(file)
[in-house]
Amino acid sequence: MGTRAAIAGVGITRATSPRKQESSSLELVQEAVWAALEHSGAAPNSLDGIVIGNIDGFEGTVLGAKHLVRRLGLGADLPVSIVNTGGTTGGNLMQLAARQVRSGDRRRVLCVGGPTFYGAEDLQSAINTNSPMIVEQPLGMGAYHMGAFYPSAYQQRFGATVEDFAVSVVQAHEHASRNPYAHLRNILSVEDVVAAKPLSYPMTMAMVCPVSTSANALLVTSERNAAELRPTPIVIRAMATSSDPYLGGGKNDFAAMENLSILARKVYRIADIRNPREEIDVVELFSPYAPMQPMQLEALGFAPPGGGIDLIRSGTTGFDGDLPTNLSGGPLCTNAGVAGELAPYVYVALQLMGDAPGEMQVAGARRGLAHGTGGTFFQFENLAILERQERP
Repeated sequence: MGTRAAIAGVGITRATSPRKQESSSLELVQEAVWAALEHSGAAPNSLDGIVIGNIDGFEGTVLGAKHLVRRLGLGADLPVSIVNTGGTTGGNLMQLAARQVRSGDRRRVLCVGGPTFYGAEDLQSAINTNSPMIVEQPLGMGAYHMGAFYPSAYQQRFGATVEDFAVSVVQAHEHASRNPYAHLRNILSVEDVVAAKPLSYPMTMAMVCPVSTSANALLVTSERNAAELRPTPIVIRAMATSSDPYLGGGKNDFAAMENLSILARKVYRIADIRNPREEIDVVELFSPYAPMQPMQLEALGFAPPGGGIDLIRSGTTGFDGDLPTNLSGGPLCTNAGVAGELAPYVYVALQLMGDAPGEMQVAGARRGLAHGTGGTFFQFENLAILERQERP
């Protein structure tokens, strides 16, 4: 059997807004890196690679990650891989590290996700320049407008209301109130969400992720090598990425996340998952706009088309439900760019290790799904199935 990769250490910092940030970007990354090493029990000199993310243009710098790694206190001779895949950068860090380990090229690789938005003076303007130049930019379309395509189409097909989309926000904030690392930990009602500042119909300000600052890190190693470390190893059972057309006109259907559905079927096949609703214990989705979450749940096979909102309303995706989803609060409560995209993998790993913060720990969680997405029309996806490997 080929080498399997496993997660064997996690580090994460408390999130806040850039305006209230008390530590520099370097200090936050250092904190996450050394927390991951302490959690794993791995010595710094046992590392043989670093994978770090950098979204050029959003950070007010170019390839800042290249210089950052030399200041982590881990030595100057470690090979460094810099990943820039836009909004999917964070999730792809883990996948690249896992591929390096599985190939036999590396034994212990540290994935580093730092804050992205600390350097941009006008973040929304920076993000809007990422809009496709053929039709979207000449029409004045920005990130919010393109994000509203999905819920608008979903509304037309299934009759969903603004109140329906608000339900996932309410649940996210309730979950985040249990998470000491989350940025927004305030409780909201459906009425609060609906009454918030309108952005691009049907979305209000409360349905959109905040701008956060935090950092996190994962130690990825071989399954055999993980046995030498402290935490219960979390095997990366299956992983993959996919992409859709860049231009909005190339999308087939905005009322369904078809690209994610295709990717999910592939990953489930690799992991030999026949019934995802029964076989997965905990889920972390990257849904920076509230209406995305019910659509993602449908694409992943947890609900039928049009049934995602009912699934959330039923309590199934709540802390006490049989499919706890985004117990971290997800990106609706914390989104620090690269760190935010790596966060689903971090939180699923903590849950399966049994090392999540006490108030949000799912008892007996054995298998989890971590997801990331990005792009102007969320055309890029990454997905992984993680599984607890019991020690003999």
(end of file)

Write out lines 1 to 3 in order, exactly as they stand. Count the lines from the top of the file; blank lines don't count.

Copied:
[in-house]
Amino acid sequence: MGTRAAIAGVGITRATSPRKQESSSLELVQEAVWAALEHSGAAPNSLDGIVIGNIDGFEGTVLGAKHLVRRLGLGADLPVSIVNTGGTTGGNLMQLAARQVRSGDRRRVLCVGGPTFYGAEDLQSAINTNSPMIVEQPLGMGAYHMGAFYPSAYQQRFGATVEDFAVSVVQAHEHASRNPYAHLRNILSVEDVVAAKPLSYPMTMAMVCPVSTSANALLVTSERNAAELRPTPIVIRAMATSSDPYLGGGKNDFAAMENLSILARKVYRIADIRNPREEIDVVELFSPYAPMQPMQLEALGFAPPGGGIDLIRSGTTGFDGDLPTNLSGGPLCTNAGVAGELAPYVYVALQLMGDAPGEMQVAGARRGLAHGTGGTFFQFENLAILERQERP
Repeated sequence: MGTRAAIAGVGITRATSPRKQESSSLELVQEAVWAALEHSGAAPNSLDGIVIGNIDGFEGTVLGAKHLVRRLGLGADLPVSIVNTGGTTGGNLMQLAARQVRSGDRRRVLCVGGPTFYGAEDLQSAINTNSPMIVEQPLGMGAYHMGAFYPSAYQQRFGATVEDFAVSVVQAHEHASRNPYAHLRNILSVEDVVAAKPLSYPMTMAMVCPVSTSANALLVTSERNAAELRPTPIVIRAMATSSDPYLGGGKNDFAAMENLSILARKVYRIADIRNPREEIDVVELFSPYAPMQPMQLEALGFAPPGGGIDLIRSGTTGFDGDLPTNLSGGPLCTNAGVAGELAPYVYVALQLMGDAPGEMQVAGARRGLAHGTGGTFFQFENLAILERQERP